Amy Porteous (Maxville Manor), Joy Cella (Cornwall Community Hospital), and Shelly Harding (Olymel) explained their unique approach to helping temporary workers tackle the difficult process of obtaining housing, and in doing so perhaps convince them that this might be the place they want to call home rather than just be a stop along the way. Tinkess Photo

CORNWALL – Nearly every seat was filled on Tuesday morning for a Cornwall and SD&G employer seminar which focused on attracting and retaining employees.

The event was held at the Ramada Inn on Brookdale Avenue in Cornwall and featured a hot breakfast and an opportunity to network.  This event was presented by the City of Cornwall Economic Development and delivered by the Social Development Council of Cornwall and Area. This event is made possible with funding from the Rural Economic Development Program managed by OMAFRA and partnership support from ACCFutures, Cornwall & Area Chamber of Commerce, Cornwall SDG Business Enterprise Centre, Cornwall Tourism, Eastern Ontario Training Board, Glengarry Interagency Group, Immigration Cornwall, Job Zone d’emploi, Manufacturing Consortium Manager, Ministry of Economic Development Job Creation and Trade, Newcomer Employment Welcome Services, Local Immigration Partnership, St. Lawrence College, The United Counties of SD&G and WCG – Employment Ontario.

Following a welcome and the land acknowledgement, by Carilyne Hebert (Social Development Council) and Kat Rendek (City of Cornwall), Cornwall Mayor Justin Towndale and Bob Peters, Cornwall Manager of Economic Development. The individual seminars got underway.  Each of the four concentrated on a different area of interest:

  • Competitive hiring and retention practices in 2024
  • Capturing the potential of the new Canadian workforce
  • Employer-led workforce housing and accommodation
  • Growing and harvesting local talent

Competitive hiring and retention practices in 2024 was moderated by Martha Woods, of the Eastern Ontario Training Board (EOTB) and featured insights from Kayla MacGillivray (Glengarry Memorial Hospital), Kimberly Arbic (Job Zone d’emploi), Jason Jesmer, Drake International, Lara Dyer (Talent Beyond Borders), and Rene Paul Gamis (Walmart). Each responded to a series of questions, providing insight into how to attract and keep employees in what is a competitive market. Key points included salary transparency, and non-monetary benefits. It was also noted that people are looking for more than a job, and are considering things like availability of doctors, recreational activities, housing availability and costs and presence of family and friends.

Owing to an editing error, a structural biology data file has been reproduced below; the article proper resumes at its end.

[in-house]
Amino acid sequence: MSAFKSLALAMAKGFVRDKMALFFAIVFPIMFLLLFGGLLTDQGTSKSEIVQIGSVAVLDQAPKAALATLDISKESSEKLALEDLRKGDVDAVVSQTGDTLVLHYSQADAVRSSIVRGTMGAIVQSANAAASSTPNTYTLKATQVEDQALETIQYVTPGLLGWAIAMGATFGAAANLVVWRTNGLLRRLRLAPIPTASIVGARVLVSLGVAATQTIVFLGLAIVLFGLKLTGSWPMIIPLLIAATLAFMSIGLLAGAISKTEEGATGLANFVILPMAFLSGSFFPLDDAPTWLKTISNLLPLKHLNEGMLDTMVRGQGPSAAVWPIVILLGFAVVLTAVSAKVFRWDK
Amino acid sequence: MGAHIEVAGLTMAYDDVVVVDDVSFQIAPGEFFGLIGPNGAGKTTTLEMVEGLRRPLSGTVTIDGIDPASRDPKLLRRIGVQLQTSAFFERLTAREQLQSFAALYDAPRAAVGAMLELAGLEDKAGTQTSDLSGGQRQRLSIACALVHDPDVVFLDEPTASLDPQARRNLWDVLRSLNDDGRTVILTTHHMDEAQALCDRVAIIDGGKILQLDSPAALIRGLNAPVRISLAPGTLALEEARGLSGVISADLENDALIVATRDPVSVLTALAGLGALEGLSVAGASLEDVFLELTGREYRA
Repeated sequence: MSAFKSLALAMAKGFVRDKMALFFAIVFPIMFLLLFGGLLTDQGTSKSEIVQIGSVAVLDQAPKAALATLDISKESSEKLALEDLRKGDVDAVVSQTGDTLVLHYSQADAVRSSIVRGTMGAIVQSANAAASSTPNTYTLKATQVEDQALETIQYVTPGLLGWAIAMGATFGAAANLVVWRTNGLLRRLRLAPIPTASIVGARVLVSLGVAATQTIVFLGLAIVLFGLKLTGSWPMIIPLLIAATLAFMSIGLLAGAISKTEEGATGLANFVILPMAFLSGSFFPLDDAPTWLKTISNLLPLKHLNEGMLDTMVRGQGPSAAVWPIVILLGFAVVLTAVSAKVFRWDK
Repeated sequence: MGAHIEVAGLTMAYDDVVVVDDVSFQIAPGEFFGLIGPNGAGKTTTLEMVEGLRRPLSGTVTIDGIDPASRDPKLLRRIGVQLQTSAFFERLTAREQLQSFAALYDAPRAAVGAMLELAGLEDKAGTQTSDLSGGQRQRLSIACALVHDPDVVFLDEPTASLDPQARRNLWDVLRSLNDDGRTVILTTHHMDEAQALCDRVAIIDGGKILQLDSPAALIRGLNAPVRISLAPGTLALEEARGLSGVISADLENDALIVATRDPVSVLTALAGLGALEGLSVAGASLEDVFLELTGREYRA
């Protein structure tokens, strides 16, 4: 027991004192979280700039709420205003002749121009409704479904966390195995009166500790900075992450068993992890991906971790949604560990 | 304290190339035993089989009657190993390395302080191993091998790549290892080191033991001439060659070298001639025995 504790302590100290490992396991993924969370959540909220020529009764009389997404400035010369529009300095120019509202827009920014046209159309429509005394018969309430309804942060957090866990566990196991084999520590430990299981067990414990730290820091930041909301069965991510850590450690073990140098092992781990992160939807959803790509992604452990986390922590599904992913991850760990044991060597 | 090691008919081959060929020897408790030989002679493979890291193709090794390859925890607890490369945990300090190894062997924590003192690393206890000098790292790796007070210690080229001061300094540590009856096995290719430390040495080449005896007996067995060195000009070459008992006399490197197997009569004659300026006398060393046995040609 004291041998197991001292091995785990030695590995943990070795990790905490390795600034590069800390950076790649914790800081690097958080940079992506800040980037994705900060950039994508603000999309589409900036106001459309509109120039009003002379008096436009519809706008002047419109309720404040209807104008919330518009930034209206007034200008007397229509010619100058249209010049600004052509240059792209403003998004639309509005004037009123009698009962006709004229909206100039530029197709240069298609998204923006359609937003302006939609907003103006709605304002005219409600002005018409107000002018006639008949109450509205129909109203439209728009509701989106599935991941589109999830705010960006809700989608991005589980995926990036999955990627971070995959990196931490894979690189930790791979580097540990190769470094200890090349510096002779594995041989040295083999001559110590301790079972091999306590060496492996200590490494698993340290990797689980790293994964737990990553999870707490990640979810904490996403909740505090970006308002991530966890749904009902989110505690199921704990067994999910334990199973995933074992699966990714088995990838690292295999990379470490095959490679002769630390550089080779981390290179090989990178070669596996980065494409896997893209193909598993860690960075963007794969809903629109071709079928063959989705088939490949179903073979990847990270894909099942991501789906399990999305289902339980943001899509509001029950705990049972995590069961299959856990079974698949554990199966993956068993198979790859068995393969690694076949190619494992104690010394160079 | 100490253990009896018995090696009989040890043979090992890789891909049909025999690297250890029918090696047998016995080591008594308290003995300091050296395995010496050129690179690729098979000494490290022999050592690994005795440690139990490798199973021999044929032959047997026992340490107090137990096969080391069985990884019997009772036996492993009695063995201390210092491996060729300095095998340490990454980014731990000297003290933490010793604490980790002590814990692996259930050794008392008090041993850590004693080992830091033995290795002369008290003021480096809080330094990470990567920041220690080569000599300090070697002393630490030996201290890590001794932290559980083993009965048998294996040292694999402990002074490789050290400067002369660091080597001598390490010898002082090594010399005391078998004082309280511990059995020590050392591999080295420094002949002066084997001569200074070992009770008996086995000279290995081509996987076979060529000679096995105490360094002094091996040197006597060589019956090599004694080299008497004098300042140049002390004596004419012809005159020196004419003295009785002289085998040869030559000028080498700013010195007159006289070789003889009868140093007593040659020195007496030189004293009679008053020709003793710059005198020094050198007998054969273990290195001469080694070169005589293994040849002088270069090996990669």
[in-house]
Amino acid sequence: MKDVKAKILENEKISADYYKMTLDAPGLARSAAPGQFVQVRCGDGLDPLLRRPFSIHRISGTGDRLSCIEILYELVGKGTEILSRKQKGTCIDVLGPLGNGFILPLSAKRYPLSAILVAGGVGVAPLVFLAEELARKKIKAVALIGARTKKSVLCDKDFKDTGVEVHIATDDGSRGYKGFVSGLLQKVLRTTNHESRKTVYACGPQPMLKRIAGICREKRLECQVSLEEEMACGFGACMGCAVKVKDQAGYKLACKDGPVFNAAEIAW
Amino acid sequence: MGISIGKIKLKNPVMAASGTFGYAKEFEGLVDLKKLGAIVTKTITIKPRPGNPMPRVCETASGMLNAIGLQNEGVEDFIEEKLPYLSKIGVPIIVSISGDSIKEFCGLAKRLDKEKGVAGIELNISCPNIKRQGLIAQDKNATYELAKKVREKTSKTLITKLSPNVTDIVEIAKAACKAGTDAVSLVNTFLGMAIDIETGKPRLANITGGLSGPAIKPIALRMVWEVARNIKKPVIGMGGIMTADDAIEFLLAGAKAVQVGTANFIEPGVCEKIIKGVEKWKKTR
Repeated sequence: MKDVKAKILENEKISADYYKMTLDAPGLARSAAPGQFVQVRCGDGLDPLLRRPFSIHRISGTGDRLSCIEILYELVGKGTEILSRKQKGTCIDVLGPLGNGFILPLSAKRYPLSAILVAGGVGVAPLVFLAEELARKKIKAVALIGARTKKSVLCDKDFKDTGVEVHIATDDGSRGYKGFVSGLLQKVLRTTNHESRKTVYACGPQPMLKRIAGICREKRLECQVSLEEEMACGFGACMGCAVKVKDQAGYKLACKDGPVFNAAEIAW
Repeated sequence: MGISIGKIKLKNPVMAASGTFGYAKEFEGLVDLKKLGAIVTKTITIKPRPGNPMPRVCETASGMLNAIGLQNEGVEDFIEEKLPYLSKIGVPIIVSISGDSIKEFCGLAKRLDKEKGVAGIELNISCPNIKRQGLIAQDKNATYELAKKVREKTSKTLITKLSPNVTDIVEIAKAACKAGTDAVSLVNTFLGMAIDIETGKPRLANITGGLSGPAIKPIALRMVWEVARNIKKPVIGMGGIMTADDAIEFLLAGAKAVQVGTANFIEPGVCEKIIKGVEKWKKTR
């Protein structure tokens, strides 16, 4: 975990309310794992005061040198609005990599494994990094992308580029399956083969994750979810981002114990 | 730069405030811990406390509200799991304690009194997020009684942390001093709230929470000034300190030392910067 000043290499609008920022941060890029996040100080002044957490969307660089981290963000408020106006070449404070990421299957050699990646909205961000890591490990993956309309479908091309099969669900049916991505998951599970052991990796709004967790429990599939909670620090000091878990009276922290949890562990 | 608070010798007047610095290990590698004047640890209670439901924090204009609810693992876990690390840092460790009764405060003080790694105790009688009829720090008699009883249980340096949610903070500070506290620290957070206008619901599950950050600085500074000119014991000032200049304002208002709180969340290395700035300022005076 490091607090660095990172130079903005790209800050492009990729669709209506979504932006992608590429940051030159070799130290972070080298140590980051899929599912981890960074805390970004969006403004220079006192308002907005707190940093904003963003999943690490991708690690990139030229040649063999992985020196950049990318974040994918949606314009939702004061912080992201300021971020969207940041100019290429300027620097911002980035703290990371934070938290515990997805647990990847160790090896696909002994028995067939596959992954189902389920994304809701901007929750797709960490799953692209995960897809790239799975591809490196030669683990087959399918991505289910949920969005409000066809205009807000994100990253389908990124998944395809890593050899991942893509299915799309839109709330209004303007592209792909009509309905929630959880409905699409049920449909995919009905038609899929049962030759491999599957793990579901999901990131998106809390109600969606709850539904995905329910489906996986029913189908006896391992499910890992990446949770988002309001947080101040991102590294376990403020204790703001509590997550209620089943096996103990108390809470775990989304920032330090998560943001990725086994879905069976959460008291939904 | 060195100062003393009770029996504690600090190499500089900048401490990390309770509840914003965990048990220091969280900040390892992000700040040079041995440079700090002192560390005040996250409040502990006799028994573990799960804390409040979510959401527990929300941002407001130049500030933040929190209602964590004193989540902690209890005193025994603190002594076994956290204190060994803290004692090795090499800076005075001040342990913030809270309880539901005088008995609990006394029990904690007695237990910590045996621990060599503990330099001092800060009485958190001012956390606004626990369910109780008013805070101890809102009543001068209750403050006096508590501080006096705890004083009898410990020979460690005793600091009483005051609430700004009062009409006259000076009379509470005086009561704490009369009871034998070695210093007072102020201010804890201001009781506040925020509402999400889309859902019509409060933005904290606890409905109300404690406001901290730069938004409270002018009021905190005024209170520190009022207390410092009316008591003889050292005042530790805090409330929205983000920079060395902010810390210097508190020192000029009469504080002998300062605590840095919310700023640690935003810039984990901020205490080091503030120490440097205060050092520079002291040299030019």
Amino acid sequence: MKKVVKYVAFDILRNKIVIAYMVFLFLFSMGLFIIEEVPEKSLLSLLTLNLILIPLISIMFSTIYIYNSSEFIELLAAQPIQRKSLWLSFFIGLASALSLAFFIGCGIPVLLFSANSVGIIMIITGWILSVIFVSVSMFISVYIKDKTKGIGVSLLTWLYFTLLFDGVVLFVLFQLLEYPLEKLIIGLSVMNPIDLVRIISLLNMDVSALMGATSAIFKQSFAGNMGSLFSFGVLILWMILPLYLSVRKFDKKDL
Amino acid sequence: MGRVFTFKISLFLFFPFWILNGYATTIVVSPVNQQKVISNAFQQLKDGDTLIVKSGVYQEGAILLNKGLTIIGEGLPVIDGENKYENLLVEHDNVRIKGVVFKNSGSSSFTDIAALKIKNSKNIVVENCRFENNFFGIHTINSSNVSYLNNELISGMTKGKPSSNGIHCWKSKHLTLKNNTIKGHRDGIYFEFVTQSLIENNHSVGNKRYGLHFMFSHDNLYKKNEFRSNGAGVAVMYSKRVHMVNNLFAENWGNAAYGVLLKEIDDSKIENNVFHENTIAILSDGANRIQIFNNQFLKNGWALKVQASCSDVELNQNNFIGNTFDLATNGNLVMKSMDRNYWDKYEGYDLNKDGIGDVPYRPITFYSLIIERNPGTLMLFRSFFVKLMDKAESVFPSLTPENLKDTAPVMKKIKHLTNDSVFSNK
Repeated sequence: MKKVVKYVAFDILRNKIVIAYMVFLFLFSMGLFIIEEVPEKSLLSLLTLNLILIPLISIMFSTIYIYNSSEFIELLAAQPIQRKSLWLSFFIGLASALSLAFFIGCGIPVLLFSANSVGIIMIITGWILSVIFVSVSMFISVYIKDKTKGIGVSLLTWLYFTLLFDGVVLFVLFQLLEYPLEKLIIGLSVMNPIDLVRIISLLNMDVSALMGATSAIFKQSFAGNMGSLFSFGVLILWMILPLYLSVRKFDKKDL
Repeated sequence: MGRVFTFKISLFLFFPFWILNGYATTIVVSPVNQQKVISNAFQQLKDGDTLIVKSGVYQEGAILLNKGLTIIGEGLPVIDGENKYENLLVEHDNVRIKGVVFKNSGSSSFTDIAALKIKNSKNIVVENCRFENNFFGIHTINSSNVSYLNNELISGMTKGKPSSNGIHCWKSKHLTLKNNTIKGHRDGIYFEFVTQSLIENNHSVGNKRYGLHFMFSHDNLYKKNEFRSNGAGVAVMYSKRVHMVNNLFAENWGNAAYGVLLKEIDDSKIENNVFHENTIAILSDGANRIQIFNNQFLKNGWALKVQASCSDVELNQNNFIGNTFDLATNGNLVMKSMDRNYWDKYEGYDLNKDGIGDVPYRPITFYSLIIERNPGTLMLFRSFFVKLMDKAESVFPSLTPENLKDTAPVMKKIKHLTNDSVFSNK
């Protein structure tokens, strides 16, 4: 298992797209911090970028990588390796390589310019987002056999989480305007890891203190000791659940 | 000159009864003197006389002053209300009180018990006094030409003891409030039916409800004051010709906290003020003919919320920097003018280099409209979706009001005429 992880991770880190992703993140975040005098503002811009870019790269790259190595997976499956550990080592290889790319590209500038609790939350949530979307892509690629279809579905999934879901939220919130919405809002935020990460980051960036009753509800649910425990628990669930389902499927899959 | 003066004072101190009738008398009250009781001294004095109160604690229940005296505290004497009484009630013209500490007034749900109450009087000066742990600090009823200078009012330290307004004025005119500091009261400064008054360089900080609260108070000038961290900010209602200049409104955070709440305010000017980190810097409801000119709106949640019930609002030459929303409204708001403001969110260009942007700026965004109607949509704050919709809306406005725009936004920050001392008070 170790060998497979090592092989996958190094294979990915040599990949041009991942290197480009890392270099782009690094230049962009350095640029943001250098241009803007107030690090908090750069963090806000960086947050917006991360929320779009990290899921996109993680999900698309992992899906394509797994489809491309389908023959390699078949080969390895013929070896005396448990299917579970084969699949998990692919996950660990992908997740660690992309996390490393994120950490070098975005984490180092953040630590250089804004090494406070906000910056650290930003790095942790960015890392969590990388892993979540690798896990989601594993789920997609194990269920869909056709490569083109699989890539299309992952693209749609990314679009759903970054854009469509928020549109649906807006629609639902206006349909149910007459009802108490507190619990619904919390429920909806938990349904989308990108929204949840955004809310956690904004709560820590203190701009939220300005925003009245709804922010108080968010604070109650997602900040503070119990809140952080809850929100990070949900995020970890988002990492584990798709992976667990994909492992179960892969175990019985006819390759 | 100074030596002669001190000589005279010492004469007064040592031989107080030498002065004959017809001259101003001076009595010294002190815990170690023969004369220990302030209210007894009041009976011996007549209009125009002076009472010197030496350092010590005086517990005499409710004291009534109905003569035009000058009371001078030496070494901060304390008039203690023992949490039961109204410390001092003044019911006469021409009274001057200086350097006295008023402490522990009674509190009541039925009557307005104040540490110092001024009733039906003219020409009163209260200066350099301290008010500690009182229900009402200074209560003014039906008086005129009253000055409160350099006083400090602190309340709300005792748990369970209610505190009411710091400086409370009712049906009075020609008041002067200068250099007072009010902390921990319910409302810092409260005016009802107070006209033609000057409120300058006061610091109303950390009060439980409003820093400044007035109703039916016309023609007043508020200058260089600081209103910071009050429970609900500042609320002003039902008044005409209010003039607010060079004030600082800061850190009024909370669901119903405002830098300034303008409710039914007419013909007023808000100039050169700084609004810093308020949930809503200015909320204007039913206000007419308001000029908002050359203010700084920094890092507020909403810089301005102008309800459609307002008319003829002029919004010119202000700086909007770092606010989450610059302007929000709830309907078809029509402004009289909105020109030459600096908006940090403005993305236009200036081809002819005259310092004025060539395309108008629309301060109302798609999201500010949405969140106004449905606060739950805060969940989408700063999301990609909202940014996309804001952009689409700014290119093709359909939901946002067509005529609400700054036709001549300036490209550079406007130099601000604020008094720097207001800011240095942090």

The second presentation was given by Nadia Faggiani and Scott Felman, outreach officers with Immigration, Refugees, and Citizenship Canada (IRCC). Their presentation entitled Capturing the potential of the new Canadian workforce, dealt with the often-confusing process of hiring “newcomers” and the various processes and categories that exist. It was stressed that “not knowing” is never a valid excuse, and that in many cases the foreign worker may be better informed on the process than the potential employer. By working with IRCC however, it is possible to ensure that no regulation is overlooked, and much of the paperwork can be completed before a potential employee arrives at the employer’s door.

After a short break, the third presentation, Employer-led  workplace housing and accommodation, moderated by Cristian Urroz of the Cornwall and Area Chamber of Commerce. In this panel were Amy Porteous (Maxville Manor), Joy Cella (Cornwall Community Hospital), and Shelly Harding (Olymel). Each of these organizations utilize workers from outside the area to supplement local staff. Maxville Manor employs foreign-trained nurses as personal support workers, the Cornwall Hospital regularly has doctors from other areas who fill-in as needed, while Olymel regularly uses temporary foreign workers in their operation. While the circumstances and the role played by the workers may be different, the need for housing is not, and each organization has found ways to be able to help eliminate that concern, where do I live, from the equation, through relationships with local hotels and Air BnB’s, as well as leasing entire houses and subleasing accommodation to their new employees.

The final presentation of the morning was given by Jennifer Haley, Dean of the Cornwall Campus of St. Lawrence College. After updating the audience on what programs are available on the Cornwall Campus, Haley moderated the remainder of the presentation which included insights from Daniel Liao (Dean of Applied Science, Technology and Trades), Laurie Millard (manager of Skill, Training and Economic Development), Deborah Anne Kieley (manager Continuing Production), and Saima Naqvi (Professor, Project Management).

The emphasis of the St. Lawrence College presentation was that businesses don’t have to send their employees away for training, because so many things are available locally and there are many ways that St. Lawrence College can develop custom solutions. Additionally, interest is always welcome from those who are interested in becoming a part of a program advisory board, or by offering placement opportunities.

The take-away from the information-filled morning was that there are solutions available for labour shortages, but the days of offering only a job are long gone. Potential employees today are looking for the best situation overall for them and their families, and if you want to recruit and retain the best employees, you need to show them that this area could be a destination, not just a stop along the way.